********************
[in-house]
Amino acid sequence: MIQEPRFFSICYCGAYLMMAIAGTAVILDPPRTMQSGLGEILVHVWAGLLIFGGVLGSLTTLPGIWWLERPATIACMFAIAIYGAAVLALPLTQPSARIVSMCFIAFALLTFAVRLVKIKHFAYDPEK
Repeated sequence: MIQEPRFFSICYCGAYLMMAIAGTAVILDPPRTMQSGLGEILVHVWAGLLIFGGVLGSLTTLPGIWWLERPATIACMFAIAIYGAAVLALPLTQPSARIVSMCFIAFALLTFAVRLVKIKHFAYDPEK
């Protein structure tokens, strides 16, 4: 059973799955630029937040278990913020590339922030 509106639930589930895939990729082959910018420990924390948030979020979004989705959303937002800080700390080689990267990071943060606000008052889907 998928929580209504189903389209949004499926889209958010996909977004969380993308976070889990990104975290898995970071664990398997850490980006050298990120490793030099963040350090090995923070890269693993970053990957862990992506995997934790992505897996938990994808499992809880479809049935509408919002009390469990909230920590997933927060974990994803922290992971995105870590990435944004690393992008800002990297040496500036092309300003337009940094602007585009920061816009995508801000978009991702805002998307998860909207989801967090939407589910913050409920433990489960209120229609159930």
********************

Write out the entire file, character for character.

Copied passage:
[in-house]
Amino acid sequence: MIQEPRFFSICYCGAYLMMAIAGTAVILDPPRTMQSGLGEILVHVWAGLLIFGGVLGSLTTLPGIWWLERPATIACMFAIAIYGAAVLALPLTQPSARIVSMCFIAFALLTFAVRLVKIKHFAYDPEK
Repeated sequence: MIQEPRFFSICYCGAYLMMAIAGTAVILDPPRTMQSGLGEILVHVWAGLLIFGGVLGSLTTLPGIWWLERPATIACMFAIAIYGAAVLALPLTQPSARIVSMCFIAFALLTFAVRLVKIKHFAYDPEK
């Protein structure tokens, strides 16, 4: 059973799955630029937040278990913020590339922030 509106639930589930895939990729082959910018420990924390948030979020979004989705959303937002800080700390080689990267990071943060606000008052889907 998928929580209504189903389209949004499926889209958010996909977004969380993308976070889990990104975290898995970071664990398997850490980006050298990120490793030099963040350090090995923070890269693993970053990957862990992506995997934790992505897996938990994808499992809880479809049935509408919002009390469990909230920590997933927060974990994803922290992971995105870590990435944004690393992008800002990297040496500036092309300003337009940094602007585009920061816009995508801000978009991702805002998307998860909207989801967090939407589910913050409920433990489960209120229609159930």